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David Crowther and Linne Marie Lauesen

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Vilma Žydžiūnaitė and Loreta Tauginienė

Grounded theory (GT) is a qualitative methodology, which derives its name from the practice of generating theory from research, which is grounded in data (Babchuk 1997). Three GT methodologies have evolved, namely B.G. Glaser’s classic, A.L. Strauss and J. Corbin’s structured and K. Charmaz’s (1983, 2005, 2006, 2014) social constructivist methodology. The thematic analysis based on GT is usually called applied thematic analysis (ATA) (Braun and Clarke 2006). As GT is designed to construct theories that are grounded in the empirical data themselves (Guest et al. 2012) this aspect is also reflected in ATA because its process also consists of reading transcripts, identifying and comparing themes, and building theoretical models (Boyatzis 1998).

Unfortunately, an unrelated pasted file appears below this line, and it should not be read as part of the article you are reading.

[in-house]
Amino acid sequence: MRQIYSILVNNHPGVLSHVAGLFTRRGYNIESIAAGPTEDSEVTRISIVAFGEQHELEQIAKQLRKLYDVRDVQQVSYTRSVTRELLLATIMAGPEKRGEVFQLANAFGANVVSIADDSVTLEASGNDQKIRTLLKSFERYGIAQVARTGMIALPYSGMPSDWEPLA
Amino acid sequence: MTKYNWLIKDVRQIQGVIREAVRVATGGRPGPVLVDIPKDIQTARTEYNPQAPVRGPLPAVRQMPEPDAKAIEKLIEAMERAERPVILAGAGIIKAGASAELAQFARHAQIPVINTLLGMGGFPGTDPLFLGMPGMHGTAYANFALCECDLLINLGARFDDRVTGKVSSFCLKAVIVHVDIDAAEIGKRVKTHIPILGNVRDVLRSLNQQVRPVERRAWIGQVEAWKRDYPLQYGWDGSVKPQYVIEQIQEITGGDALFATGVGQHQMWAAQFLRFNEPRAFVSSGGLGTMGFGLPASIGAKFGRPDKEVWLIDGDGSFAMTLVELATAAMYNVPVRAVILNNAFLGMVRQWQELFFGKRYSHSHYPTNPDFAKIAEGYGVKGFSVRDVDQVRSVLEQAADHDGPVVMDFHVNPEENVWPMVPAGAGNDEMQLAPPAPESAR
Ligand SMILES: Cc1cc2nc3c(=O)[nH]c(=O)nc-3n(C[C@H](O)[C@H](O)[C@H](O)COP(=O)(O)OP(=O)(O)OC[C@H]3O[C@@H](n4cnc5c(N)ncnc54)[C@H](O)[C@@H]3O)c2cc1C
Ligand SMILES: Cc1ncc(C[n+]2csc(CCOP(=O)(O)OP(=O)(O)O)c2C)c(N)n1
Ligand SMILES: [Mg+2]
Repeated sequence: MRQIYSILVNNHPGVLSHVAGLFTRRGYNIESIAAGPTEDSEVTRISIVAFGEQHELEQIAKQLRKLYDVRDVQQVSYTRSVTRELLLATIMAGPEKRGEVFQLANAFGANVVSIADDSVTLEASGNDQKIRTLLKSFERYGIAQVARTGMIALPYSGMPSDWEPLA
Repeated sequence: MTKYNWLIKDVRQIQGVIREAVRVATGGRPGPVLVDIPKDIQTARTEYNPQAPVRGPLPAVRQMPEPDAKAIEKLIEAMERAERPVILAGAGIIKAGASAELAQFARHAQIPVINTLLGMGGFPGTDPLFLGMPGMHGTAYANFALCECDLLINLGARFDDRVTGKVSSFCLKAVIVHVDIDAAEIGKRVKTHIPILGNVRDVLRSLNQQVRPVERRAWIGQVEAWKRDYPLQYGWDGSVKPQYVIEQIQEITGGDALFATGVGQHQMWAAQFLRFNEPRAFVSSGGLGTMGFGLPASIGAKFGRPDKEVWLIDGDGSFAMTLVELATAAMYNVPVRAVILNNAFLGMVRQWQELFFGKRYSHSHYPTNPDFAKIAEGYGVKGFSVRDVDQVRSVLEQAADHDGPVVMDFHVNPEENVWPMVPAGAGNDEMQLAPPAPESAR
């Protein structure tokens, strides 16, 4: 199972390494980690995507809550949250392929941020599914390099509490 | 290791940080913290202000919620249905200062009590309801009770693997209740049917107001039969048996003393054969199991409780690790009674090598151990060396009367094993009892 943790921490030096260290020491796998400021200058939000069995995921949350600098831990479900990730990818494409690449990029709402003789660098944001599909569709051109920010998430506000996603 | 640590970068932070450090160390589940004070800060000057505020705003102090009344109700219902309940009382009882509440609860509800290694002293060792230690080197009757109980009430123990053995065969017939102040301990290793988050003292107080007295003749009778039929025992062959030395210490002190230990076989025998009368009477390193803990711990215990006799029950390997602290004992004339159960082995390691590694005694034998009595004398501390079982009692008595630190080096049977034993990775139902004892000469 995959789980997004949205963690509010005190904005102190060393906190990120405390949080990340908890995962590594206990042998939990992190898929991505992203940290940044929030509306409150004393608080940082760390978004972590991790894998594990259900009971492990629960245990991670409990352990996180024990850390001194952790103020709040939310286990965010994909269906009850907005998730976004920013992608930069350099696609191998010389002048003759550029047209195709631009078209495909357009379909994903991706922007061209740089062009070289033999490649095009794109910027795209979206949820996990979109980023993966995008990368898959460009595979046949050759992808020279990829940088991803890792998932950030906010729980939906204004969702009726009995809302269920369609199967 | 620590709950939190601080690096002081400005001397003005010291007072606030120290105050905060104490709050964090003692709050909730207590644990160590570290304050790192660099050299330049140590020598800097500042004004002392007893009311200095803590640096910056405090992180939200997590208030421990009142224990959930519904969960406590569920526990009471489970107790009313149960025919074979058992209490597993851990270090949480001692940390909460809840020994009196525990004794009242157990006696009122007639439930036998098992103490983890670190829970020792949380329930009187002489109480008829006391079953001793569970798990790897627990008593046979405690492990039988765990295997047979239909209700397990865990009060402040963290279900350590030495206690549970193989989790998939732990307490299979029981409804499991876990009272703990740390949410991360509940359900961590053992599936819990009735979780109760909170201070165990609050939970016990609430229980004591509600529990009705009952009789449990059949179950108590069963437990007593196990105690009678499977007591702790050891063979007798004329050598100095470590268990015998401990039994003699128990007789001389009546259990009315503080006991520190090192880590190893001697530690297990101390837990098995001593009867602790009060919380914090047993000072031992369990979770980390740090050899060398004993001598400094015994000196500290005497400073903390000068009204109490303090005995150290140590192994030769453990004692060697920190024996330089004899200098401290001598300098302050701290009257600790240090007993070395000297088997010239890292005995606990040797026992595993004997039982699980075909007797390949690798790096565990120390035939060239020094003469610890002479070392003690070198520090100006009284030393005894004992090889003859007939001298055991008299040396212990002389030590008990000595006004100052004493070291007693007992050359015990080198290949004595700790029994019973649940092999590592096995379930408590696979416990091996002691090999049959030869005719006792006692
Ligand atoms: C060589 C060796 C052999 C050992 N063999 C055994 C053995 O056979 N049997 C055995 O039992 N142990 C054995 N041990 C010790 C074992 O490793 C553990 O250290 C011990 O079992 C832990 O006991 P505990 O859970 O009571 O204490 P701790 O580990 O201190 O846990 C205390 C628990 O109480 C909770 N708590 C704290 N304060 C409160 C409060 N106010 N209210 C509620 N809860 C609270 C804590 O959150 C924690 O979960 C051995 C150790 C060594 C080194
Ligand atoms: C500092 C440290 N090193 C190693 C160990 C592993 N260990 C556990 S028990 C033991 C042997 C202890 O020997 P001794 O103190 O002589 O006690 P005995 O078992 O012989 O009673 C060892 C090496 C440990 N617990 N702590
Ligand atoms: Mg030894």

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Harald Dolles and Sten Söderman

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Edited by Sten Söderman and Harald Dolles

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Edited by Larry Dwyer, Alison Gill and Neelu Seetaram

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Edited by Damian Hine and David Carson

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Damian Hine and David Carson

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Edited by Damian Hine and David Carson

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Edited by Damian Hine and David Carson

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Edited by Damian Hine and David Carson